First contact: Ray Martin takes 6 well-known Australians on a journey where they explore present-day Aboriginal society. http://www.sbs.com.au/programs/first-contact http://www.sbs.com.au/ondemand/video/815835715711/first-contact

20 inspiring black women who have changed Australia: http://www.sbs.com.au/nitv/nitv-news/article/2015/03/06/20-inspiring-black-women-who-have-changed-australia

Indigenous languages at risk: 10 minute podcast. Australia’s indigenous languages could be completely wiped out by 2050 according to experts. The number of traditional languages has dropped from 250 to 120 over the last two hundred years.

http://www.sbs.com.au/yourlanguage/khmer/en/content/indigenous-languages-risk

Indigenous works from Google Art Project: http://www.sbs.com.au/nitv/article/2016/05/31/googles-art-project-brings-indigenous-talent-digital-world

 

SBS On Demand

A changing selection of films, documentaries and newsclips. Search for “indigenous” programs.

http://www.sbs.com.au/ondemand/

 

Creative Spirits

“Learn about contemporary Aboriginal culture without agenda”. Many resources in many areas including history, arts, people, economy, law and justice, politics and media, spirituality. “Creative Spirits is an amazing collection of history and an inspiring representation of Aboriginal culture”—Michele Hetherington, Aboriginal woman from NSW.

www.creativespirits.info/

Teacher and student resources: books, movies, music, TV and radio, infographics…

http://www.creativespirits.info/resources/#axzz4AIKgaYmP

 

Black Screen

Part of the National Film and Sound Archive – lends DVDs of contemporary indigenous films to individuals and organisations for use at screening events.

http://www.nfsa.gov.au/blackscreen/

 

Books

Knowledge of life: Aboriginal and Torres Strait Islander Australia (2015) – Kaye Price (ed.) Investigates history, reconciliation, law, art, enterprise, health, education, literature, sport and human rights. The authors of each chapter are indigenous and experts in their field. Each chapter begins with biographical information about the author.

State of Reconciliation in Australia Report (2016) – Highlights what has been achieved under the 5 dimensions of reconciliation: race relations, equality and equity, institutional integrity, unity and historical acceptance and makes recommendations for the progress of reconciliation. https://www.reconciliation.org.au/the-state-of-reconciliation-in-australia-report/

Talking to my country (2016) – Stan Grant. “An extraordinarily powerful and personal meditation on race, culture and national identity…. what it means to be Australian; the sorrow, shame, anger and hardship of being an Aboriginal man and what racism really means in this country”.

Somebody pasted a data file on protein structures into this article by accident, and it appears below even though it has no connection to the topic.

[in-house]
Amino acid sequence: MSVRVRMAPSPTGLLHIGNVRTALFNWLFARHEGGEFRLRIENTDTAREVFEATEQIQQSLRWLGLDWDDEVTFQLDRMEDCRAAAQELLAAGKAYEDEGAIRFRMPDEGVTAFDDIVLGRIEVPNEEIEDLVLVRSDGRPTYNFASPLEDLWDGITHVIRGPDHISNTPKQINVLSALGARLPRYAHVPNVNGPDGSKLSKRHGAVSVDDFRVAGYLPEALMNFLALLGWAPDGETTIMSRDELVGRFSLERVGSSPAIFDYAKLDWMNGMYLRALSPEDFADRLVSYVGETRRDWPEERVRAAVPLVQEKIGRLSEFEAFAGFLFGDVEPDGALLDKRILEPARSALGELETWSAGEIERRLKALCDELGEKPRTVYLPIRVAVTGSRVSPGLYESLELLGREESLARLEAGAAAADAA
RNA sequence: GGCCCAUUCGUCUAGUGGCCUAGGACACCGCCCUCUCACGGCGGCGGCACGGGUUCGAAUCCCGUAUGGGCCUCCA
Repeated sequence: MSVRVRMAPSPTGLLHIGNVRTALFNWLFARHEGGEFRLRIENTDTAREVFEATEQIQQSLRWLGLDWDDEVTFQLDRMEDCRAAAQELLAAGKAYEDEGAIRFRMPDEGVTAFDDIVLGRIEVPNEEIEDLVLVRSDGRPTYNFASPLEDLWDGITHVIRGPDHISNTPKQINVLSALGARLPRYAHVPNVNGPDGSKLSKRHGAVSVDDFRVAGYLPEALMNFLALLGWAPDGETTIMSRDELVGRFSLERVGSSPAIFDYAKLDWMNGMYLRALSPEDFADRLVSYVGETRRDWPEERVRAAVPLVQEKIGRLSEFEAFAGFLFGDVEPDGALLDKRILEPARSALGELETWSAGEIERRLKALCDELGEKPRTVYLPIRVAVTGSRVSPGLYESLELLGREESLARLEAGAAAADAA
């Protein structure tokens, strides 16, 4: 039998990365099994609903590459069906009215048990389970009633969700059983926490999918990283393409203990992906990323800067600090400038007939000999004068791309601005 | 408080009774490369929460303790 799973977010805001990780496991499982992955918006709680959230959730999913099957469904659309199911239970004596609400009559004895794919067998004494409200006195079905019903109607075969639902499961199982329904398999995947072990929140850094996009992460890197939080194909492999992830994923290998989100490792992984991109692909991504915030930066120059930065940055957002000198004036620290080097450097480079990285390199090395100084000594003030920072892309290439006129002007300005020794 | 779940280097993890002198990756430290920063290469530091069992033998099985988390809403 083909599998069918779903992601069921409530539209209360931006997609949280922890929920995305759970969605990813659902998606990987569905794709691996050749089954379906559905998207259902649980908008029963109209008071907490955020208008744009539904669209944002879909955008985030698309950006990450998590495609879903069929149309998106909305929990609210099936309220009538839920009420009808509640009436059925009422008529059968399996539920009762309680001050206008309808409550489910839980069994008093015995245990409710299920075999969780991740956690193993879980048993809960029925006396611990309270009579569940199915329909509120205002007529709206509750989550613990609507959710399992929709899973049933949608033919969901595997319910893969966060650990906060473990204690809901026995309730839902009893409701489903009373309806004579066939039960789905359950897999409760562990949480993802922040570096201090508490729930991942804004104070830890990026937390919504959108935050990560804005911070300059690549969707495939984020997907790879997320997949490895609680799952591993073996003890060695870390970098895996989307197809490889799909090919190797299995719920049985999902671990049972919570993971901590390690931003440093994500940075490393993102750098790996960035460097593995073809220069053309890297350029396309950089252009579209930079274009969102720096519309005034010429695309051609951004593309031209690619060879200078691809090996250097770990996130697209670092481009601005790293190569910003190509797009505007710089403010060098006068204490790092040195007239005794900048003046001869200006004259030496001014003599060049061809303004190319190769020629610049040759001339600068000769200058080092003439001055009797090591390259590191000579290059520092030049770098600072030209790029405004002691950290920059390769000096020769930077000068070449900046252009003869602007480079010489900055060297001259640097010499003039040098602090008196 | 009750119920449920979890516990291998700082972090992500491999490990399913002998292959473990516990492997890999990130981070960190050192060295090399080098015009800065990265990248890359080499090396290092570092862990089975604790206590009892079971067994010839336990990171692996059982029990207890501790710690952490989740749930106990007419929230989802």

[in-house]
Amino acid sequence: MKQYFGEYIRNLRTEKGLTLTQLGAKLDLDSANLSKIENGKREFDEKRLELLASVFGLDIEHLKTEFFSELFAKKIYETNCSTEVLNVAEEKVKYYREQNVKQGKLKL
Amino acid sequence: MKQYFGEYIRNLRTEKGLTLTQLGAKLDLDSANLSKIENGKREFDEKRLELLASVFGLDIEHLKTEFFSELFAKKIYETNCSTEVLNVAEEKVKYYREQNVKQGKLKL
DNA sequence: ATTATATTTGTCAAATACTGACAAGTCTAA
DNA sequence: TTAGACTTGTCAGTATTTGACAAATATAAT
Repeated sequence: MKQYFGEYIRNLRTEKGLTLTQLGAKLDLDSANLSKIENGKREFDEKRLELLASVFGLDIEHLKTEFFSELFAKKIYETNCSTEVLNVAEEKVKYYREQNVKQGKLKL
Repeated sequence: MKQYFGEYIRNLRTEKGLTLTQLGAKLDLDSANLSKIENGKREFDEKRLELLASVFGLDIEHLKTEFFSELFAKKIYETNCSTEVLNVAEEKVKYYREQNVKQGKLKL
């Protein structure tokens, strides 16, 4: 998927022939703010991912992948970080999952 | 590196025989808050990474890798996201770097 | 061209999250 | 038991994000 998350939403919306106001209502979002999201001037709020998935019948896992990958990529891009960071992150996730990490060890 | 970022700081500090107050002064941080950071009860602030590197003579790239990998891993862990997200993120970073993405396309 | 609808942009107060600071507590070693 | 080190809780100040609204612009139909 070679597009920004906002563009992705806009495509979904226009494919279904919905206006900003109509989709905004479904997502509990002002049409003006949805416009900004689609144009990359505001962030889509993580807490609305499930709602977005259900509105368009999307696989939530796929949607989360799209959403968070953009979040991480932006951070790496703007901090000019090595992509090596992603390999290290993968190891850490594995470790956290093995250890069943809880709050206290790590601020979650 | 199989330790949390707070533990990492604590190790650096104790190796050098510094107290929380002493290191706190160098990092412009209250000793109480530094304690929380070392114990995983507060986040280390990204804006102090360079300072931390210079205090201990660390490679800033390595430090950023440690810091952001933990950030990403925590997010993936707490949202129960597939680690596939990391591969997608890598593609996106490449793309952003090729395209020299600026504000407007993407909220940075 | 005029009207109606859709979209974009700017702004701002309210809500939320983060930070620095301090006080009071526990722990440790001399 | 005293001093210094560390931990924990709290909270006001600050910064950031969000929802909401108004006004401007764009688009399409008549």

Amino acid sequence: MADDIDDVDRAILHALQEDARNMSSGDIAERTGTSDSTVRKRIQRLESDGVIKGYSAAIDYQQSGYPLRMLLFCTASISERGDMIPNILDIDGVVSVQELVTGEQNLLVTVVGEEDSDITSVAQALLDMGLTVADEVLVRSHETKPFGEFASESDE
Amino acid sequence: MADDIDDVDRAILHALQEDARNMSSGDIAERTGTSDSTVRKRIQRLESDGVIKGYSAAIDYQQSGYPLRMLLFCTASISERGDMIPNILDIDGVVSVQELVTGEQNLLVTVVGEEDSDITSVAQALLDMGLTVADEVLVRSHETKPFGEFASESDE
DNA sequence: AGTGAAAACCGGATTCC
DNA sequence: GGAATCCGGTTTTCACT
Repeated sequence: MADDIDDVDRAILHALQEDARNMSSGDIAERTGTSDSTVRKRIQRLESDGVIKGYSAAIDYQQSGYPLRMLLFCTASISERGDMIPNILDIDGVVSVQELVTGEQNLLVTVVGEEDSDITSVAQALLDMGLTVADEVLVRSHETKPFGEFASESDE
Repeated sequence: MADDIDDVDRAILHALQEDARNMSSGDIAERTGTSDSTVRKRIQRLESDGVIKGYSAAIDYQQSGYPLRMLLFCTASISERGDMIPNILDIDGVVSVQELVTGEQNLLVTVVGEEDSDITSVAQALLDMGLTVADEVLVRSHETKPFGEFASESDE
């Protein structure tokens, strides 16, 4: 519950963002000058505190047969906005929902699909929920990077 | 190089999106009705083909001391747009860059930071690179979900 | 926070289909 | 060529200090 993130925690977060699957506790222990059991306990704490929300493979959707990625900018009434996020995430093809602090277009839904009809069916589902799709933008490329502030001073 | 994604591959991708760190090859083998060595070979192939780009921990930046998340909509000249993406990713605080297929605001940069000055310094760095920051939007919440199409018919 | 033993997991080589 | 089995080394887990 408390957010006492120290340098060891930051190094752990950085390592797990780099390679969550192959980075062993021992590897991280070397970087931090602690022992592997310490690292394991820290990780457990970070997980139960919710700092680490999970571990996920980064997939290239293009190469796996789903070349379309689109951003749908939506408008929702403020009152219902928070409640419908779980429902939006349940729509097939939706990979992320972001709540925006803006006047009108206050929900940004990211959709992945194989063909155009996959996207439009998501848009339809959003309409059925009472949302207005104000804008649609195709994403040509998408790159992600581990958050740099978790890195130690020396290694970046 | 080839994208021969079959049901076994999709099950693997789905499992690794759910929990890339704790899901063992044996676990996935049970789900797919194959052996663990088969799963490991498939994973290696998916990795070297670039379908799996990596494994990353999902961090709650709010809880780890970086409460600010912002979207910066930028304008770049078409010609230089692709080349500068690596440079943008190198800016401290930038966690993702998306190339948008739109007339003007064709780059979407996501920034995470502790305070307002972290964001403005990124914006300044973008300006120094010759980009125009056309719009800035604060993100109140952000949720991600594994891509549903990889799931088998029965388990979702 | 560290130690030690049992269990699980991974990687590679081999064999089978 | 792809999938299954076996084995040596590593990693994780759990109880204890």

Excellent book list: http://www.reconciliation.org.au/nrw/wp-content/uploads/2016/05/Recommended-reading_2016-NRW-update_FINAL.pdf

Excellent film and TV list: http://www.reconciliation.org.au/nrw/wp-content/uploads/2016/05/Recommended-viewing_2016-NRW-update_FINAL.pdf

Teen reading habits and 21st century skills

Some interesting reads from Teacher magazine and elsewhere…..

 

Teacher magazine

Excellent online ACER publication with interesting articles and quick reads – Evidence + Insight + Action.

https://www.teachermagazine.com.au/

 

Infographic: Teen reading habits

Early findings from a study by Deakin and Murdoch Universities, exploring the recreational reading habits of Australian teenagers. 70% read at least weekly for pleasure; 50% read for at least 15 minutes daily; 63% preferred paper books or disliked reading on digital devices; 12% preferred ebooks.

https://www.teachermagazine.com.au/article/infographic-teen-reading-habits

 

Global education: 21st century skills

Charles Fadel, 21st Century Skills pioneer, delivered the 2017 Australian Learning Lecture – The New Success on 11 May. Young people are likely to have 17 jobs over 5 different careers in their lifetime. Skills needed: broad and deep education, versatility, entrepreneurship, robotics, wellness, creativity, critical thinking, communication, collaboration, mindfulness, curiosity, courage, resilience, ethics, leadership, reflection, lifelong learning, growth mindsets. Fadel believes 4 dimensions of education are necessary: modernised knowledge, skills, character and meta learning. His 2015 book with Bernie Trilling: Four-dimensional education: the competencies learners need to succeed.

https://www.teachermagazine.com.au/article/global-education-21st-century-skills?utm_source=Campaign%20Monitor&utm_medium=bulletin&utm_content=May%2016%202017

 

Preparing young people for the future of work

Australia’s education system is not preparing students for twenty-first century success. Young Australians are studying for longer than ever before but are disengaged and struggling to find permanent jobs. Young people entering technology-rich, global, competitive job markets need different skill sets to what our education system has traditionally valued. Schools need to broaden learning objectives. The most crucial capabilities for the future include critical thinking, creativity, curiosity and communication skills. It is time Australia made changes to prioritise teaching, assessing and reporting capabilities” (Torii and O’Connell).

http://www.mitchellinstitute.org.au/reports/preparing-young-people-for-the-future-of-work/

 

Education Endowment  Foundation literature reviews